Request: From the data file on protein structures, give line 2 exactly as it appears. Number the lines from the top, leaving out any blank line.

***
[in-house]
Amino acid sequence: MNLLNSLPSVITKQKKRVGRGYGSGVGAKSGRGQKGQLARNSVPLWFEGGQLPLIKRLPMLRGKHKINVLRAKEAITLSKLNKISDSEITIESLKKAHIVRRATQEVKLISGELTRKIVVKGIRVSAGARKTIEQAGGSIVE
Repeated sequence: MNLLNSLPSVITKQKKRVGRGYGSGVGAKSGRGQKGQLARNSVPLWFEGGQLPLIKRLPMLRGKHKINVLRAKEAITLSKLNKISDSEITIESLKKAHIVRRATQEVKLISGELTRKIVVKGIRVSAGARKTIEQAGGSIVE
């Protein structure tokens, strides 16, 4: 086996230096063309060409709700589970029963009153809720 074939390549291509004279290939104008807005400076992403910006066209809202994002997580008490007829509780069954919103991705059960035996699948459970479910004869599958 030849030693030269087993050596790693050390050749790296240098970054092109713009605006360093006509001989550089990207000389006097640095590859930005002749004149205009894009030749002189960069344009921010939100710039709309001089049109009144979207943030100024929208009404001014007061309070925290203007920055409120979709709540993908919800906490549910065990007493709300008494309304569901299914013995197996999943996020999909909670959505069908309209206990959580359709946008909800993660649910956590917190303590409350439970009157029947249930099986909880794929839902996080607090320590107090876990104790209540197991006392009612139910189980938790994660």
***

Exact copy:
Amino acid sequence: MNLLNSLPSVITKQKKRVGRGYGSGVGAKSGRGQKGQLARNSVPLWFEGGQLPLIKRLPMLRGKHKINVLRAKEAITLSKLNKISDSEITIESLKKAHIVRRATQEVKLISGELTRKIVVKGIRVSAGARKTIEQAGGSIVE